Exposure to fine airborne fibrous dust amongst processors of para-aramid

John W. Cherrie, Harry Gibson, Carol McIntosh, William M. Maclaren, Gordon Lynch

    Research output: Contribution to journalArticle

    Abstract

    Laboratory studies with animals exposed to high concentrations of fine fibrous dust (fibrils) derived from para-aramid fibres suggest that it may cause lung damage. Based on the information from such studies there is an initiative in the U.K. to regulate workplace exposure. Para-aramid fibres are used in textiles, friction products, composite materials and other applications, but little is known about the extent or intensity of fibre dust exposure during these manufacturing operations. A survey has been undertaken in a selection of manufacturers of para-aramid containing products to assess their 8-h time-weighted average exposure to respirable fibrils. Concentrations were measured using the membrane filter technique with analysis by phase-contrast microscopy. Measurements of airborne fibril size were also made by scanning electron microscopy. Geometric mean concentrations for different jobs were generally low, ranging from 0.005 to 0.4 fibres ml-1. Assuming a log-normal distribution, less than 1% of the exposure levels would be expected to exceed 0.5 fibres ml-1 and about 0.002% would be above 2 fibres ml-1. Analysis of a selection of samples by fluorescence microscopy suggests that most of the fibrils in the majority of sites surveyed were para-aramid. At some sites a significant proportion of asbestos fibres were also found.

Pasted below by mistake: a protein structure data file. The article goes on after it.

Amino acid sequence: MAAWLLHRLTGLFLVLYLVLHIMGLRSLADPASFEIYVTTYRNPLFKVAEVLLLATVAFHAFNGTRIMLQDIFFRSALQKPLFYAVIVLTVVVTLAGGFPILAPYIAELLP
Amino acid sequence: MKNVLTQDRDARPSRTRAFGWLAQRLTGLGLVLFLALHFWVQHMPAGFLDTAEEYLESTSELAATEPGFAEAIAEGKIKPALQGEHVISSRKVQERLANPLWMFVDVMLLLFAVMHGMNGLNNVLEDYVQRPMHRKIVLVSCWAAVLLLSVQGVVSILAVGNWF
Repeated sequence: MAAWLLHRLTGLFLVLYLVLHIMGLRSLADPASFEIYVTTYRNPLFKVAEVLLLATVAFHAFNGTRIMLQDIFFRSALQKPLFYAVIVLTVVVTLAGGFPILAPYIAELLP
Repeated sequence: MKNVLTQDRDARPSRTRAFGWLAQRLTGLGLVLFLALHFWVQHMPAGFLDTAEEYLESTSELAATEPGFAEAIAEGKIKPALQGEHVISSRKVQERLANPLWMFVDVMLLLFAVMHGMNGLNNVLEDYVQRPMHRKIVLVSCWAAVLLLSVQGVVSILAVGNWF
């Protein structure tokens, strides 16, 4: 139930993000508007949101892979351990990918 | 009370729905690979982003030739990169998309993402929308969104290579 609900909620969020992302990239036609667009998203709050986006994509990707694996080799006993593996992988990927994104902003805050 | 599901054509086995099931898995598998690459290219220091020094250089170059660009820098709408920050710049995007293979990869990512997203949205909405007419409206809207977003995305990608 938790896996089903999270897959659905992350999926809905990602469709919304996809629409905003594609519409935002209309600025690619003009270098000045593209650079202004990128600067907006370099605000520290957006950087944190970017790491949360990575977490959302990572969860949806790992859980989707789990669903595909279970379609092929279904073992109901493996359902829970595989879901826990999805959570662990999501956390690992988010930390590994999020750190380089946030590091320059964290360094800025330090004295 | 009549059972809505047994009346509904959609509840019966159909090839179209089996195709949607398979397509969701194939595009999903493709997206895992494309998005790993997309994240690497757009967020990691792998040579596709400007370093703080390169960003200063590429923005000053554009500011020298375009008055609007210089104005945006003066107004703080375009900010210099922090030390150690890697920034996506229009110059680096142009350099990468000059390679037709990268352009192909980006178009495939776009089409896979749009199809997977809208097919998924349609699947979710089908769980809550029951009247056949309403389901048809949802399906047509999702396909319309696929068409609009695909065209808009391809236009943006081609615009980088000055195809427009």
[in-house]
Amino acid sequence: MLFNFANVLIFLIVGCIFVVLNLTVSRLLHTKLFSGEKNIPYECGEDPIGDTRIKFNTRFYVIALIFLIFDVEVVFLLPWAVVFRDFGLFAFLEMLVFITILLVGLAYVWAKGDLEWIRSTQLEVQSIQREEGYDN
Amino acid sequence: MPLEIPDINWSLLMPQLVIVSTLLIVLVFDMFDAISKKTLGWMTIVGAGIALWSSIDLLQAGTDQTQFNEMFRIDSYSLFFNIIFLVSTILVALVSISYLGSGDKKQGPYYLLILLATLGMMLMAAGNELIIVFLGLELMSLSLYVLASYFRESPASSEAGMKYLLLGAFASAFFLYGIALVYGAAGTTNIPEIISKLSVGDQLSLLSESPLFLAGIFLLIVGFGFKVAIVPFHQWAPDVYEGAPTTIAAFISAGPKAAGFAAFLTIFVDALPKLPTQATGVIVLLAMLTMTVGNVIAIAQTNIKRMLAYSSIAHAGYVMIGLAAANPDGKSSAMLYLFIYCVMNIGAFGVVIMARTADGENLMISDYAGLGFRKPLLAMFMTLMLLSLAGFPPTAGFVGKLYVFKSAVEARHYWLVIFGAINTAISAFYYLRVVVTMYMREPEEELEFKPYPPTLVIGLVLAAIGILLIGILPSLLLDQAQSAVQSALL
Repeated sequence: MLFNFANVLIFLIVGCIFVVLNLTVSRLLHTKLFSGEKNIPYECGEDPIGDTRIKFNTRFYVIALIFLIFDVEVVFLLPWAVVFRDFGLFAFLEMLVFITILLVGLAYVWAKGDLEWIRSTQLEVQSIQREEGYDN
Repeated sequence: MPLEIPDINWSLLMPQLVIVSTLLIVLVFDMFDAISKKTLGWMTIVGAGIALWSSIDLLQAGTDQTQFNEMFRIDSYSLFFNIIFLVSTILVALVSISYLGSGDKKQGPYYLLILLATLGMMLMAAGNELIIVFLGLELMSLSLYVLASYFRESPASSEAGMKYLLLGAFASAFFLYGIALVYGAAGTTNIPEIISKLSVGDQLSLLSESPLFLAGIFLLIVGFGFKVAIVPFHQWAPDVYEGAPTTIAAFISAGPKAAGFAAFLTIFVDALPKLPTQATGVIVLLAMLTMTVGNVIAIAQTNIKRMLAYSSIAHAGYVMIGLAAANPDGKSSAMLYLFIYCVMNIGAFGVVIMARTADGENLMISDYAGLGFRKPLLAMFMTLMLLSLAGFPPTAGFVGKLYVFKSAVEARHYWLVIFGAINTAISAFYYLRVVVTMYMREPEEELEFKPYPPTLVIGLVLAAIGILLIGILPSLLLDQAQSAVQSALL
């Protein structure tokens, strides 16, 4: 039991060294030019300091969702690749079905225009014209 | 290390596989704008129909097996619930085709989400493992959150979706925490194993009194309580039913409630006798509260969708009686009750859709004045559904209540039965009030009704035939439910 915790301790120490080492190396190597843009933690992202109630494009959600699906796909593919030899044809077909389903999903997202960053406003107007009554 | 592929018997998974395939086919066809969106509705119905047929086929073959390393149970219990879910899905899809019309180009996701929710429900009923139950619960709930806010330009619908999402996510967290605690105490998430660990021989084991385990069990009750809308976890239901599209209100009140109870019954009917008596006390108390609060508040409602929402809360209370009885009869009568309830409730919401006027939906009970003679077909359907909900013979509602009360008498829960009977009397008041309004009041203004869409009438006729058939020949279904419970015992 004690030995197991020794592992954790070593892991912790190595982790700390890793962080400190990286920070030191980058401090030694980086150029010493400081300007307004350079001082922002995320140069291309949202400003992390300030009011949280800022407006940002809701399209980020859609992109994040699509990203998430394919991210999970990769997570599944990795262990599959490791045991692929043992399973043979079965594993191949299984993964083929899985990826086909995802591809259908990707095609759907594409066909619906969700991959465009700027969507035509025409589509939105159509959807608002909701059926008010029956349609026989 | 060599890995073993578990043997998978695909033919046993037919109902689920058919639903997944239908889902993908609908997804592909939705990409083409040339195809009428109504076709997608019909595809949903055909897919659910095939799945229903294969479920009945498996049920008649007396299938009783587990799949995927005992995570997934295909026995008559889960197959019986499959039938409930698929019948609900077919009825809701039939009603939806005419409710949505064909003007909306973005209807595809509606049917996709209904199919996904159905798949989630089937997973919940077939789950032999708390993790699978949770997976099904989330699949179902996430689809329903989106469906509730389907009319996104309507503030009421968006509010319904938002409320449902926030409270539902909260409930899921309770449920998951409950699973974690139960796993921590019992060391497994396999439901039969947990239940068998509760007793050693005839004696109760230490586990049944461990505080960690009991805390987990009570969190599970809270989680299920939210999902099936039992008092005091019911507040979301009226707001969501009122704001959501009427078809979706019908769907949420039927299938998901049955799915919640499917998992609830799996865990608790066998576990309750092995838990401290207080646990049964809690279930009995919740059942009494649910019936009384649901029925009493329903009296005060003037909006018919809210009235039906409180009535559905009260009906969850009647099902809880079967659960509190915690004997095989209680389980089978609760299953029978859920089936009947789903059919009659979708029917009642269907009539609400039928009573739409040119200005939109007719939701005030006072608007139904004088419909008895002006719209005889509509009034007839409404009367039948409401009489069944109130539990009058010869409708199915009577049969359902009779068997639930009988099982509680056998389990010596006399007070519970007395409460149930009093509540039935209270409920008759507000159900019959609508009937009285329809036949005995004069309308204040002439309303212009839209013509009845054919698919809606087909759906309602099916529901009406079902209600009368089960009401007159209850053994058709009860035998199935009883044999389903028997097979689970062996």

Original languageEnglish
    JournalAnnals of Occupational Hygiene
    Volume39
    Issue number4
    DOIs
    Publication statusPublished - Aug 1995

    ASJC Scopus subject areas

    • Public Health, Environmental and Occupational Health
    • Health Professions(all)
    • Toxicology
    • Psychiatry and Mental health

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